Makanya sebelum perusahaan ini ditutup, mereka masih terus mencari solusi untuk duduk bersama dengan berbagai LSM. Saat ini sudah mengarah untuk duduk bersama memikirkan jalan keluar untuk menyelamatkan ratusan masyarakat yang ada di sekitar itu. PT SPS sebuah perusahaan sawit yang menerima yang menerima HGU dari Pemkab Nagan Raya sekitar 5.000 hektar dan selebihnya diambil alih dari PT Agra Patra Citra tahun 2007. Hingga hari ini kata Djoni sudah tak lagi melakukan kegiatan. “Kami saat ini cuma merawat sekitar 2.500 hektar lahan. Ini baru tergarap. Kami belum membuka lahan, masih memperbaiki lahan yang rusak, yang kami beli dari Agra Patra Citra,” tegasnya.

Dikatakan, di daerah tersebut bukan SPS saja yang beroperasi. Sejak 1920-an hingga sekarang sudah ada perusahaan lain yang beroperasi di Rawa Tripa tersebut. “Kini, ada masyarakat yang memiliki modal besar, membuka lahan kebun di Rawa Tripa, kenapa tak disorot,” ujar Djoni. Ia masih memberi harapan jika masih ada solusi dan kesepakatan yang baik. Lebih dari 700 masyarakat nantinya bisa mereka rekrut kembali. “Nantilah kita lihat ya, bagaimana jalan keluarnya,” ujarnya.

Sementara itu, Dr Sofyan Tan, salahseorang dari LSM yang ikut mempresure kegiatan PT SPS selama ini yang dihubungi terpisah menampik disebutkan LSM yang dipimpinnya Paneco “menggoyang” beroperasinya PT SPS. “Kami bukan menggoyang, kami ingin menyelamatkan hutan Aceh. Jika Pemkab setempat ingin uang, ya silahkan, tapi rasakan nanti bila terjadi lagi tsunami,” ujarnya. Bagi Sofyan Tan, tidak ada kata-kata solusi. Rawa Tripa, katanya harus diselamatkan, SPS harus hengkang dari situ. “Rawa Tripa itu, satu-satunya kawasan di dunia ini yang harus dijaga. Rawa itu memiliki kekayaan alam yang tak ada di daerah lain,” katanya.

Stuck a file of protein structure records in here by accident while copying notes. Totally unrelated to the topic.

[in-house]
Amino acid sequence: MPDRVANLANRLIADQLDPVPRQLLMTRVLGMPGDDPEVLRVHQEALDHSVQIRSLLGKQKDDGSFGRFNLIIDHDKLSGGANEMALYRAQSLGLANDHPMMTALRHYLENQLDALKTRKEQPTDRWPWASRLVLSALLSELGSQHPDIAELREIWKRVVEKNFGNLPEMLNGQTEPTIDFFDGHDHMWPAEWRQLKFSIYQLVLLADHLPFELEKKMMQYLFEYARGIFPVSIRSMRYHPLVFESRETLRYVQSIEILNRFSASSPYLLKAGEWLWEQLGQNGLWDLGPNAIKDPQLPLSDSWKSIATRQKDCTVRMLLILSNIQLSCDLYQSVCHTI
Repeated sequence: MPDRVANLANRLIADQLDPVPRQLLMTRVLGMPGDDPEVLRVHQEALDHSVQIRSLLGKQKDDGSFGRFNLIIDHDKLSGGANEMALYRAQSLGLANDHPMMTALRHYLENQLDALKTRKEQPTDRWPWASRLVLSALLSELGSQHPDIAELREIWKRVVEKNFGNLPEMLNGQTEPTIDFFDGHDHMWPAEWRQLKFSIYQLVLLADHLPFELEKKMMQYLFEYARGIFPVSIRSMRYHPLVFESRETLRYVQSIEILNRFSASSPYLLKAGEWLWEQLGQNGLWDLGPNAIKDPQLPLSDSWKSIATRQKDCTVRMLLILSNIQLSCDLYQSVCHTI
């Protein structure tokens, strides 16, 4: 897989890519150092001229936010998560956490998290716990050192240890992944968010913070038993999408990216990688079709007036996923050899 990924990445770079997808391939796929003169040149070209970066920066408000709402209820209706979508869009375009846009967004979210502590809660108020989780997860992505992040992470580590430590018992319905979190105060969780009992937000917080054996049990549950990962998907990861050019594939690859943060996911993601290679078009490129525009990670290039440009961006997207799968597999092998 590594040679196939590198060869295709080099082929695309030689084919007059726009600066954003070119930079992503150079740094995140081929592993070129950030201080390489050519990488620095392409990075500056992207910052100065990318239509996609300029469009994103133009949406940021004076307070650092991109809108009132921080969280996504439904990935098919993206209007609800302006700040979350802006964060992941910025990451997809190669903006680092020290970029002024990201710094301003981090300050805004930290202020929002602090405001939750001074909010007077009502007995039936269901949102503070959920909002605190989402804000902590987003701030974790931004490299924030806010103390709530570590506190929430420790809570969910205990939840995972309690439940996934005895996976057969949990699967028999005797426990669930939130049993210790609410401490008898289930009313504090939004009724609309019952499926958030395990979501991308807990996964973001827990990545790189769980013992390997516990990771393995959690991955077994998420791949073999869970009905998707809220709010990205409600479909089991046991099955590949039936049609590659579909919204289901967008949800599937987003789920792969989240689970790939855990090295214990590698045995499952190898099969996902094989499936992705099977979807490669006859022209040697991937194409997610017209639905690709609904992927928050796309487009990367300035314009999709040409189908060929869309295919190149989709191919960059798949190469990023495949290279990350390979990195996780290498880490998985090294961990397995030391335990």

Tentu ujar Sofyan Tan, dengan menjaga hutan, uang pasti akan masuk ke kas daerah. “Di rawa itu ada penyerapan karbon yang lebih tinggi, yang bisa dihasilkan pemkab setempat dan Pemprov Aceh. Lebih baik perusahaan itu ditutup saja,” ujarnya.(lau) 

Sumatran Orangutan Footage

Please follow this link to view a short piece on the Sumatran orangutans, with a focus on the Tripa Swamps, Aceh, Sumatra that appeared in,32187,1926657,00.html